One of the dark places of the earth • Heart of Darkness, Joseph Conrad
Depicting real life • 1855–1900
1610—11 Prospero enslaves Caliban in Shakespeare’s The Tempest, one of the earliest fictional works to depict colonial attitudes.
1719 In Robinson Crusoe, Daniel Defoe’s hero teaches the native Friday the “superior” ways of the Western world.
1924 E M Forster’s A Passage to India questions whether there can ever be a true understanding between the colonizer and the colonized.
1930s The Négritude literary movement, led by Aimé Césaire and L-S Senghor, rejects French colonial racism for a common black identity.
1990s The study of colonial representation in literature — Postcolonialism — becomes popular in literary theory.
During the 19th century, imperialism reigned supreme, and many European countries wielded immense power over their distant colonies. Western writers often held fiercely colonial attitudes, and the sense of superiority felt by the colonizing nation can be seen in novels of the period.
But at the turn of the 20th century, colonialism, and its brutal effects on subjugated peoples, was starting to be questioned. Authors moved away from imperialist perspectives to explore the complexities of colonialism, and the rights and wrongs of empire. For example, Rudyard Kipling’s work subtly challenges the image of the benevolent British Empire. But nowhere are the themes of colonial exploitation and intolerance seen more clearly in the literature of this era than in the works of Joseph Conrad, in particular in his short novel Heart of Darkness.
"Going up that river was like travelling back to the earliest beginnings of the world."
Heart of Darkness
The darkness within
Africa, the setting of the novel, was for Victorian Britain “the dark continent”. Conrad uses this image of darkness throughout the book — he refers, for example, to the River Thames leading out towards “the heart of an immense darkness”. Yet London was also “one of the dark places of the earth”. The novel suggests that this darkness can exist within as well as without — a white man operating beyond the confines of the European social system, such as the book’s enigmatic ivory-trader Kurtz, might begin to glimpse the darkness in his own soul.
At the beginning of the novel, a group of friends sit in a boat moored in the Thames. One of them, Marlow, tells the story of his time in the Belgian Congo, prefacing it with thoughts about what he calls “the conquest of the earth”, which is “Not a pretty thing when you look into it too much”. Conquest relies on dispossession, on taking “from those who have a different complexion or slightly flatter noses than ourselves”.
Marlow’s journey up the Congo reads like a voyage into hell: black Africans dying of overwork and malnutrition; white Europeans going slowly mad; his boat under attack from those who live in the jungle. He is obsessed with stories about Kurtz, who has amassed huge amounts of ivory but has embraced the darkness around him — or within him. The report that Kurtz has written about how to suppress “savage customs” ends, Marlow discovers, with a scrawled sentence: “Exterminate all the brutes!” Conrad here suggests that under the surface of the supposed mission to “civilize” Africa lies an urge to exterminate those of a different complexion.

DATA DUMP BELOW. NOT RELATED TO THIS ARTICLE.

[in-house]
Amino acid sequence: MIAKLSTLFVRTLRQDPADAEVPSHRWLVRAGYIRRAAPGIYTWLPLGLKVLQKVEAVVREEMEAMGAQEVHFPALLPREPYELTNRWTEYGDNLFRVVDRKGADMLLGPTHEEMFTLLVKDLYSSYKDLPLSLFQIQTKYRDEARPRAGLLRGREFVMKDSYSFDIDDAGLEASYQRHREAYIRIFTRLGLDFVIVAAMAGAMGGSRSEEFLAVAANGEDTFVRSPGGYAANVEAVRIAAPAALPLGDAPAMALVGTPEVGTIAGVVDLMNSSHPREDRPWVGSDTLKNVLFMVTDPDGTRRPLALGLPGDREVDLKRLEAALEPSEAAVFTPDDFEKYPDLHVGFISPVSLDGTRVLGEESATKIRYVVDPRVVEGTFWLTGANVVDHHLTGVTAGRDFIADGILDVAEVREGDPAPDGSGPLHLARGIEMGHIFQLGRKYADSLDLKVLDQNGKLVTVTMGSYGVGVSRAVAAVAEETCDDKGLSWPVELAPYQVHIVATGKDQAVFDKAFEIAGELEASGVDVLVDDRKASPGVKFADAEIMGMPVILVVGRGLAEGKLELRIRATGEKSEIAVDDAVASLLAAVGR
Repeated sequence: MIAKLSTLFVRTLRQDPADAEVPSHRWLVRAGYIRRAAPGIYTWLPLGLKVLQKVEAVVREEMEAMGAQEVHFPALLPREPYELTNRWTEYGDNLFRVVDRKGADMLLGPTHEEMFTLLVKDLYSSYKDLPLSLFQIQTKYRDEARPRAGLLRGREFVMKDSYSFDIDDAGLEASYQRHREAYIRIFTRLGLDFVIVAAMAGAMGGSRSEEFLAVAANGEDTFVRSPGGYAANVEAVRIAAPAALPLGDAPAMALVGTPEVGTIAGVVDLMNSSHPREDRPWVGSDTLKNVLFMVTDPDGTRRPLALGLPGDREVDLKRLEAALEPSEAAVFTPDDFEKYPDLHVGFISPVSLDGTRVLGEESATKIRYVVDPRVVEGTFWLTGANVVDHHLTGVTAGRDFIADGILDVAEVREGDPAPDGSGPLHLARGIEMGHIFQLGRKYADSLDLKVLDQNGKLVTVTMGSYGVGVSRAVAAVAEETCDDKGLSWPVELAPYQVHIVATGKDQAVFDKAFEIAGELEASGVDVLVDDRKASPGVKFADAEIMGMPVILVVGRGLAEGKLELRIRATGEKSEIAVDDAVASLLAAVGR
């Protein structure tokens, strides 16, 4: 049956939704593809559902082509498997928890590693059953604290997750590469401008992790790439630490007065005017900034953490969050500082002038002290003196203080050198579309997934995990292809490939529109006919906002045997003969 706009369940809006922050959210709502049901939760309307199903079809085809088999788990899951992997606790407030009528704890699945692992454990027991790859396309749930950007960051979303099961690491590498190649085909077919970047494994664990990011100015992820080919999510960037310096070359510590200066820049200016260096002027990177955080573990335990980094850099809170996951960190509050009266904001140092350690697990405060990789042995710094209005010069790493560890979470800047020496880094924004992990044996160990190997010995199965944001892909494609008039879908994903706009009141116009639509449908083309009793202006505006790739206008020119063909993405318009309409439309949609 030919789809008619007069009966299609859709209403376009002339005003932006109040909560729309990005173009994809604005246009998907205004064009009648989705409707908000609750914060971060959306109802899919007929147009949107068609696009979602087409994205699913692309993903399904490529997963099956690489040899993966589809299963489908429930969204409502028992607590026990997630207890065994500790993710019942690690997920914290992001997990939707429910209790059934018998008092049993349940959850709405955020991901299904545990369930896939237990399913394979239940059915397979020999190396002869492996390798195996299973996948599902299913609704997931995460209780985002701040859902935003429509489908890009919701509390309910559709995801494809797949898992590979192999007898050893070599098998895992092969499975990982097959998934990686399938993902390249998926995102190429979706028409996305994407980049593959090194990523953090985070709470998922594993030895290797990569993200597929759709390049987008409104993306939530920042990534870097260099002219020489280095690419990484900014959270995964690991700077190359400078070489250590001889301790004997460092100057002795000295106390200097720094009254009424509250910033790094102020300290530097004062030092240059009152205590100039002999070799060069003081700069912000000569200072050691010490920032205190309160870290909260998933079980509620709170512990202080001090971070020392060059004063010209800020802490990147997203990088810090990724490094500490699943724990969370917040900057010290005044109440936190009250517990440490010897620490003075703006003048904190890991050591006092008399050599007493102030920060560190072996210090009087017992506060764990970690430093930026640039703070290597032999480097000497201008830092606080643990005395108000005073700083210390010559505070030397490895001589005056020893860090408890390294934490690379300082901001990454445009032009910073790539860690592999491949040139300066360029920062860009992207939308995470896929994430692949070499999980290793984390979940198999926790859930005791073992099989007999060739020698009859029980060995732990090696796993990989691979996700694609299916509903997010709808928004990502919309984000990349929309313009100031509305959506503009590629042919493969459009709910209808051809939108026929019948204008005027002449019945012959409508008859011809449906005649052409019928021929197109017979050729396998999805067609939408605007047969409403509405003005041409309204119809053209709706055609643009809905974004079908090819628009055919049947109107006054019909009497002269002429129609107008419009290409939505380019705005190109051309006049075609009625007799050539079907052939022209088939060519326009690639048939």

But just as Marlow realizes his kinship with his cannibal crew (“good fellows”, he calls them), so he understands his kinship with Kurtz. Conrad, a contemporary of psychoanalyst Sigmund Freud, offers the suggestion that the “heart of darkness” may lie inside, that Marlow’s voyage deep into the African continent can be read as a voyage into the human psyche.
Joseph Conrad was born Jozef Teodor Konrad Korzeniowski on 3 December 1857, in the Polish Ukraine. After his mother’s early death and his father’s political exile to Siberia, Conrad was brought up by his mother’s brother in Kraków. At the age of 17, he moved to France and made many bohemian friends; he took work at sea as a pilot, and his observations during this time laid the groundwork for much of the detail in his novels. Conrad later settled in England, with the intention of becoming a naval officer. He spent 20 years as a sailor, slowly learning English and beginning to write. He became a British subject in 1886 and began his first novel, Almayer’s Folly, in 1889. The time he spent in command of a steamship named Le roi des Belges in the Belgian Congo in 1890 provided the outline for Heart of Darkness. Conrad died in 1924 at the age of 67.
Other key works
1900 Lord Jim
1907 The Secret Agent
1911 Under Western Eyes
See also: Robinson Crusoe • The Story of an African Farm • Nostromo • A Passage to India • Things Fall Apart